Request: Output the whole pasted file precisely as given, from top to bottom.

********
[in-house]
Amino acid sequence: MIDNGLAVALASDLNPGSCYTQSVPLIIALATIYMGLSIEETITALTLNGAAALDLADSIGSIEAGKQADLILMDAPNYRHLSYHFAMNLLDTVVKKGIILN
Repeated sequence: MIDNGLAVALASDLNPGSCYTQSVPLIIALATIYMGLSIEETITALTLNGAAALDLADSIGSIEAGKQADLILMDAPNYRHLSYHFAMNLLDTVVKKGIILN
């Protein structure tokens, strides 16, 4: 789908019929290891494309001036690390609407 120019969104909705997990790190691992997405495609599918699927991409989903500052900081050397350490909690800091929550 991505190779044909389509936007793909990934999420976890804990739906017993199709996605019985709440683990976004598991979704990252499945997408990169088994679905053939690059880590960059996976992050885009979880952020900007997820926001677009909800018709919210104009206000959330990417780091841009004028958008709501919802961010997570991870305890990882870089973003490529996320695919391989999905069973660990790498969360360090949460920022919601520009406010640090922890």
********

[in-house]
Amino acid sequence: MIDNGLAVALASDLNPGSCYTQSVPLIIALATIYMGLSIEETITALTLNGAAALDLADSIGSIEAGKQADLILMDAPNYRHLSYHFAMNLLDTVVKKGIILN
Repeated sequence: MIDNGLAVALASDLNPGSCYTQSVPLIIALATIYMGLSIEETITALTLNGAAALDLADSIGSIEAGKQADLILMDAPNYRHLSYHFAMNLLDTVVKKGIILN
């Protein structure tokens, strides 16, 4: 789908019929290891494309001036690390609407 120019969104909705997990790190691992997405495609599918699927991409989903500052900081050397350490909690800091929550 991505190779044909389509936007793909990934999420976890804990739906017993199709996605019985709440683990976004598991979704990252499945997408990169088994679905053939690059880590960059996976992050885009979880952020900007997820926001677009909800018709919210104009206000959330990417780091841009004028958008709501919802961010997570991870305890990882870089973003490529996320695919391989999905069973660990790498969360360090949460920022919601520009406010640090922890």